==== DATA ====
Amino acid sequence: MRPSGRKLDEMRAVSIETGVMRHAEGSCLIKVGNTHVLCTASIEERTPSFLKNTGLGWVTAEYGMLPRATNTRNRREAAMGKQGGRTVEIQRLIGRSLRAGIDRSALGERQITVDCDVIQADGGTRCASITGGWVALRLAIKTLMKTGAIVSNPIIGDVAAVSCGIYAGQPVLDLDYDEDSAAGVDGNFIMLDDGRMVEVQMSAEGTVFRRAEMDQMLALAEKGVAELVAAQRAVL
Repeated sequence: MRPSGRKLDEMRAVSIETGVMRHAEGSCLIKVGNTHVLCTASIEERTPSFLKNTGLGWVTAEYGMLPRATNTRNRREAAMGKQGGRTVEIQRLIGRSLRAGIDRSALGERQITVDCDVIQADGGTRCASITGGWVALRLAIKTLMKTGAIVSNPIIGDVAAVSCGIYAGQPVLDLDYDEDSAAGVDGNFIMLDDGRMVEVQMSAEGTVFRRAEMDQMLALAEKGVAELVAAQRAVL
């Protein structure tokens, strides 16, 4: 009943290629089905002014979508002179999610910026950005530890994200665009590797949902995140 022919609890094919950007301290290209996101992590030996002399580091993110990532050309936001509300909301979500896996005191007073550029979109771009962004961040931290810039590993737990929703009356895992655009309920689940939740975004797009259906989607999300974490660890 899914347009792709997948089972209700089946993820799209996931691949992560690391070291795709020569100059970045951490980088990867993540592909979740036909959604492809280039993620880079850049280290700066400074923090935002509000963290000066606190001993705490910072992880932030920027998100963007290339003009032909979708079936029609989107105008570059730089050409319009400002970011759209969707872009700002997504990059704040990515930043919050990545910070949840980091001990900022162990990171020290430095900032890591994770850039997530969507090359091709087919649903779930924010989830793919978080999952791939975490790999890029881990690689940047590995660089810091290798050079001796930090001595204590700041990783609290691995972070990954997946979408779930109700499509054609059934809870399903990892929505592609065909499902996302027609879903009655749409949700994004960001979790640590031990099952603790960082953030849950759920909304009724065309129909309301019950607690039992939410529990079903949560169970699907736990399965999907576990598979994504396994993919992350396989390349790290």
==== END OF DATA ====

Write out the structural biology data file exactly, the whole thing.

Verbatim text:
Amino acid sequence: MRPSGRKLDEMRAVSIETGVMRHAEGSCLIKVGNTHVLCTASIEERTPSFLKNTGLGWVTAEYGMLPRATNTRNRREAAMGKQGGRTVEIQRLIGRSLRAGIDRSALGERQITVDCDVIQADGGTRCASITGGWVALRLAIKTLMKTGAIVSNPIIGDVAAVSCGIYAGQPVLDLDYDEDSAAGVDGNFIMLDDGRMVEVQMSAEGTVFRRAEMDQMLALAEKGVAELVAAQRAVL
Repeated sequence: MRPSGRKLDEMRAVSIETGVMRHAEGSCLIKVGNTHVLCTASIEERTPSFLKNTGLGWVTAEYGMLPRATNTRNRREAAMGKQGGRTVEIQRLIGRSLRAGIDRSALGERQITVDCDVIQADGGTRCASITGGWVALRLAIKTLMKTGAIVSNPIIGDVAAVSCGIYAGQPVLDLDYDEDSAAGVDGNFIMLDDGRMVEVQMSAEGTVFRRAEMDQMLALAEKGVAELVAAQRAVL
């Protein structure tokens, strides 16, 4: 009943290629089905002014979508002179999610910026950005530890994200665009590797949902995140 022919609890094919950007301290290209996101992590030996002399580091993110990532050309936001509300909301979500896996005191007073550029979109771009962004961040931290810039590993737990929703009356895992655009309920689940939740975004797009259906989607999300974490660890 899914347009792709997948089972209700089946993820799209996931691949992560690391070291795709020569100059970045951490980088990867993540592909979740036909959604492809280039993620880079850049280290700066400074923090935002509000963290000066606190001993705490910072992880932030920027998100963007290339003009032909979708079936029609989107105008570059730089050409319009400002970011759209969707872009700002997504990059704040990515930043919050990545910070949840980091001990900022162990990171020290430095900032890591994770850039997530969507090359091709087919649903779930924010989830793919978080999952791939975490790999890029881990690689940047590995660089810091290798050079001796930090001595204590700041990783609290691995972070990954997946979408779930109700499509054609059934809870399903990892929505592609065909499902996302027609879903009655749409949700994004960001979790640590031990099952603790960082953030849950759920909304009724065309129909309301019950607690039992939410529990079903949560169970699907736990399965999907576990598979994504396994993919992350396989390349790290």